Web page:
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Saturday, September 30, 2000

Henderson scores (IOC) for Canada

 SYDNEY -- The Regent Hotel in this beautiful Australian city of three million is guarded like a mini Fort Knox.

 At least, so it seems to the casual visitor. Getting into this hotel on Darling Harbour during the Olympic Games without proper accreditation is almost impossible. Security guards with guns are stationed at every entrance, stopping every living creature without credentials from entering.

 The security was at its tightest during the IOC's Session, which was held in the hotel's ballroom that easily accommodated the organization's 130 members. The security arrangements were particularly tight the day the IOC accepted 14 new members recommended by the IOC's executive board. Included were two Canadians: Toronto's Paul Henderson and Edmonton's Dr. Bob Steadward.

 There was no way to get past the men with guns to attend the inauguration of the two Canadians, except as personal relatives or friends of the proposed inductees. Each was allowed two guests.

 Henderson, whose dream it has been for years to become an IOC member, asked he be accompanied by his wife, Mary, and yours truly, I suppose as midwife for the occasion.

 I've seen men being nervous at school exams, at university graduation, or taking an oath of office. But I have never seen Henderson so anxious. Still, he didn't lose his humour altogether.

 Among the proposed 14 candidates were Dr. Tamas Ajan of Hungary, a weightlifting top executive; and Bill Hybl, president of the United States Olympic Committee. When Dr. Steadward of Paralympics fame joined the group in the foyer, Henderson looked around, then cracked: "This is the first time in my life that I was the tallest in any group."

 Inside the ballroom, it was all business. The assembled members of the IOC had to vote on all 14 candidates individually, which took about an hour and drove Henderson, the president of the world sailing federation, crazy.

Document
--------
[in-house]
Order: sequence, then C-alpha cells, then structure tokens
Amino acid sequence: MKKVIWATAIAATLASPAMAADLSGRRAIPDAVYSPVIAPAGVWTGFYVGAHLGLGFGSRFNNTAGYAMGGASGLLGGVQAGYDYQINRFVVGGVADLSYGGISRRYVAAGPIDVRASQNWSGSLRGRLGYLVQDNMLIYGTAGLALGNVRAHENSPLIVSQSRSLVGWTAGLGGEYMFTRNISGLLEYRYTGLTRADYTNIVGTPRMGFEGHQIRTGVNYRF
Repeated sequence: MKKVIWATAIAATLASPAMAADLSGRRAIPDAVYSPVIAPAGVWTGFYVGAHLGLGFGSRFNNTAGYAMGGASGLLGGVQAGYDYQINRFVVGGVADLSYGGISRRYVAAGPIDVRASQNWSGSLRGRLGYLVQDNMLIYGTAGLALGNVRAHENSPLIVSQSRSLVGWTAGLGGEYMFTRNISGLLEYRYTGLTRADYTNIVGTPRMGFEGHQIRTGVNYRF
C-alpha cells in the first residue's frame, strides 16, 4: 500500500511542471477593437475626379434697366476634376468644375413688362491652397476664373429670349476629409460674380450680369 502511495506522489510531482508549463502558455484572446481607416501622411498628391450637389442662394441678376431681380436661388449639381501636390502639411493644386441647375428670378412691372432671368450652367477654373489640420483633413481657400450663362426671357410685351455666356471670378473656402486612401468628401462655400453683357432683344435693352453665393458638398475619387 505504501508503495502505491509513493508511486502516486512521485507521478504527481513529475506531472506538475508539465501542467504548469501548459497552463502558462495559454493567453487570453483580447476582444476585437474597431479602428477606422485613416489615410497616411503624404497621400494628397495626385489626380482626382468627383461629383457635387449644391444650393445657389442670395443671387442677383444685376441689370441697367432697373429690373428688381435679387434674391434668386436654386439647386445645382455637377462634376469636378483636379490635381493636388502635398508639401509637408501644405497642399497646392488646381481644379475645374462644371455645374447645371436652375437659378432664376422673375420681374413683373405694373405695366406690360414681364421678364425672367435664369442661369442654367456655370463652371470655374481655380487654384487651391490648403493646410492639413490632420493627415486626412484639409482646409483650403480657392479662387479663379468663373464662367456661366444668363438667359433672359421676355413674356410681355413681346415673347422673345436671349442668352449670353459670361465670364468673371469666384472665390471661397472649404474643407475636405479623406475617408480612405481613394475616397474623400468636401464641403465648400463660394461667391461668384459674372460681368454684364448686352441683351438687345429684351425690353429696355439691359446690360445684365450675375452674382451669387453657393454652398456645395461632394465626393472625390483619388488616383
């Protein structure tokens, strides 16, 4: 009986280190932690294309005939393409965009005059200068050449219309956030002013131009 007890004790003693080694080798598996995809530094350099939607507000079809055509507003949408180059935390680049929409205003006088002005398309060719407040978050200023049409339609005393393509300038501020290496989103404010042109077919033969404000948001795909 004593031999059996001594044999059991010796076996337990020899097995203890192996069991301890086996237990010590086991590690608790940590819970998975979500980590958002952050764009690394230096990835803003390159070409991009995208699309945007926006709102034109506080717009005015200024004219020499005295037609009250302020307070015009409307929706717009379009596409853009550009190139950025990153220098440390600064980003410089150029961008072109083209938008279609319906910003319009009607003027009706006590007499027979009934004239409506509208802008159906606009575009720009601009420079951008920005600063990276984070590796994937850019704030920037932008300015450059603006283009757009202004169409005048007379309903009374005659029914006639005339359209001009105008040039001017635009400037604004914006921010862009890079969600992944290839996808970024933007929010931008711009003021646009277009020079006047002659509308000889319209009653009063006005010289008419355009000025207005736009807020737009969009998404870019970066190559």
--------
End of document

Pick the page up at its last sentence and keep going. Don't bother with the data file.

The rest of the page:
He paced the floor, then began looking for a television set because the proceedings were broadcast.

 Kipchoge Keino, one of the greatest runners in history, was also among the 14 candidates and just as uptight as Henderson.

 "I pray to God every day and ask him to let me see another morning," said Keino.

 "I also prayed and asked God to help me become an IOC member."

 Suddenly Henderson reappeared and said to his wife: "Well, I'm now an IOC member. They accepted all 14 of us. I watched it on TV. Now we have to go in and be inducted."

 So, we walked into the inner sanctum of the IOC, listened to all 14 promising to adhere to the rules of the IOC and watched them receive their medals from IOC president Juan Antonio Samaranch.

 For Canada, it was a big day because it gave our country six and a half IOC members; the others being Dick Pound, Carol Anne Letheren, Charmaine Crooks and Jim Worrall, an honourary IOC member.

 And the half member, you may ask?

 He is Johann Olav Koss of Norway, who married Belinda Stronach of Toronto, daughter of Magna International owner Frank Stronach. And with Belinda involved in Toronto's Olympic Bid for 2008, it's probable that Koss will vote in favour of Toronto at the next IOC Session in July in Moscow.

 As for the Regent Hotel security, they're pretty nice guys, but not infallible.